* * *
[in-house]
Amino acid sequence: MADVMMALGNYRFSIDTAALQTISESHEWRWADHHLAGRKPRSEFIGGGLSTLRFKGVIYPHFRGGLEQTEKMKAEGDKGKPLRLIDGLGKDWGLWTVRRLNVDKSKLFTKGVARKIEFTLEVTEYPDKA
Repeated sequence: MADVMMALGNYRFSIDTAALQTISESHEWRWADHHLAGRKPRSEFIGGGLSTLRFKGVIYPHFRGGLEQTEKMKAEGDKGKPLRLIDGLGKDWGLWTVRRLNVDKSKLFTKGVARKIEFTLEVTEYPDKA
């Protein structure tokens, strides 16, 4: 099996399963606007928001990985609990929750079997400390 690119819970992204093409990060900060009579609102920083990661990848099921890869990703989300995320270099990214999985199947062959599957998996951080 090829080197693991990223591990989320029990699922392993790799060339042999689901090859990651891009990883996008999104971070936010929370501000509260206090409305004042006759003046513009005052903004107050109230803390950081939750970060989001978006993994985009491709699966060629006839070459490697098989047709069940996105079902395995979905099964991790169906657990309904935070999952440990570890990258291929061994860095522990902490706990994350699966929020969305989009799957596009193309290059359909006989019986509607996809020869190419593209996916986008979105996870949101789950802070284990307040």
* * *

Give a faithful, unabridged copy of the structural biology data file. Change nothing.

[in-house]
Amino acid sequence: MADVMMALGNYRFSIDTAALQTISESHEWRWADHHLAGRKPRSEFIGGGLSTLRFKGVIYPHFRGGLEQTEKMKAEGDKGKPLRLIDGLGKDWGLWTVRRLNVDKSKLFTKGVARKIEFTLEVTEYPDKA
Repeated sequence: MADVMMALGNYRFSIDTAALQTISESHEWRWADHHLAGRKPRSEFIGGGLSTLRFKGVIYPHFRGGLEQTEKMKAEGDKGKPLRLIDGLGKDWGLWTVRRLNVDKSKLFTKGVARKIEFTLEVTEYPDKA
């Protein structure tokens, strides 16, 4: 099996399963606007928001990985609990929750079997400390 690119819970992204093409990060900060009579609102920083990661990848099921890869990703989300995320270099990214999985199947062959599957998996951080 090829080197693991990223591990989320029990699922392993790799060339042999689901090859990651891009990883996008999104971070936010929370501000509260206090409305004042006759003046513009005052903004107050109230803390950081939750970060989001978006993994985009491709699966060629006839070459490697098989047709069940996105079902395995979905099964991790169906657990309904935070999952440990570890990258291929061994860095522990902490706990994350699966929020969305989009799957596009193309290059359909006989019986509607996809020869190419593209996916986008979105996870949101789950802070284990307040």